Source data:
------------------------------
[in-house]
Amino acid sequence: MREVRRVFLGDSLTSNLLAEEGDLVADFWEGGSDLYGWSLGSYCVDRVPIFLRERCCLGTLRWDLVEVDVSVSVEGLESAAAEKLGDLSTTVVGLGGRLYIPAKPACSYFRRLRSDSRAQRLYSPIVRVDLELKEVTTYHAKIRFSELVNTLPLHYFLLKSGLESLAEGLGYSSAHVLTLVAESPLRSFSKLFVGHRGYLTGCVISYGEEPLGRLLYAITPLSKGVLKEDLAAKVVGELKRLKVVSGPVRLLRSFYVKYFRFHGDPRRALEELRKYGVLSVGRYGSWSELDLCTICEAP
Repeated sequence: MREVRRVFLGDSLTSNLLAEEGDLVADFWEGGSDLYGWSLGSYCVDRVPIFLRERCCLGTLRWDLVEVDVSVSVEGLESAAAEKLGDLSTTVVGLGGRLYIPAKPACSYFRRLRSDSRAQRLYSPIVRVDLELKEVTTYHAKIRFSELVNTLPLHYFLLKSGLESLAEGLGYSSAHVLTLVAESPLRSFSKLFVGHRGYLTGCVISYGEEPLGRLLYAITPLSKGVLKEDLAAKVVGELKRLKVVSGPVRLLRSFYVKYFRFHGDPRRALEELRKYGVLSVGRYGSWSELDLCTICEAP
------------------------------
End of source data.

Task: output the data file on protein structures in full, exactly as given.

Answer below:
[in-house]
Amino acid sequence: MREVRRVFLGDSLTSNLLAEEGDLVADFWEGGSDLYGWSLGSYCVDRVPIFLRERCCLGTLRWDLVEVDVSVSVEGLESAAAEKLGDLSTTVVGLGGRLYIPAKPACSYFRRLRSDSRAQRLYSPIVRVDLELKEVTTYHAKIRFSELVNTLPLHYFLLKSGLESLAEGLGYSSAHVLTLVAESPLRSFSKLFVGHRGYLTGCVISYGEEPLGRLLYAITPLSKGVLKEDLAAKVVGELKRLKVVSGPVRLLRSFYVKYFRFHGDPRRALEELRKYGVLSVGRYGSWSELDLCTICEAP
Repeated sequence: MREVRRVFLGDSLTSNLLAEEGDLVADFWEGGSDLYGWSLGSYCVDRVPIFLRERCCLGTLRWDLVEVDVSVSVEGLESAAAEKLGDLSTTVVGLGGRLYIPAKPACSYFRRLRSDSRAQRLYSPIVRVDLELKEVTTYHAKIRFSELVNTLPLHYFLLKSGLESLAEGLGYSSAHVLTLVAESPLRSFSKLFVGHRGYLTGCVISYGEEPLGRLLYAITPLSKGVLKEDLAAKVVGELKRLKVVSGPVRLLRSFYVKYFRFHGDPRRALEELRKYGVLSVGRYGSWSELDLCTICEAP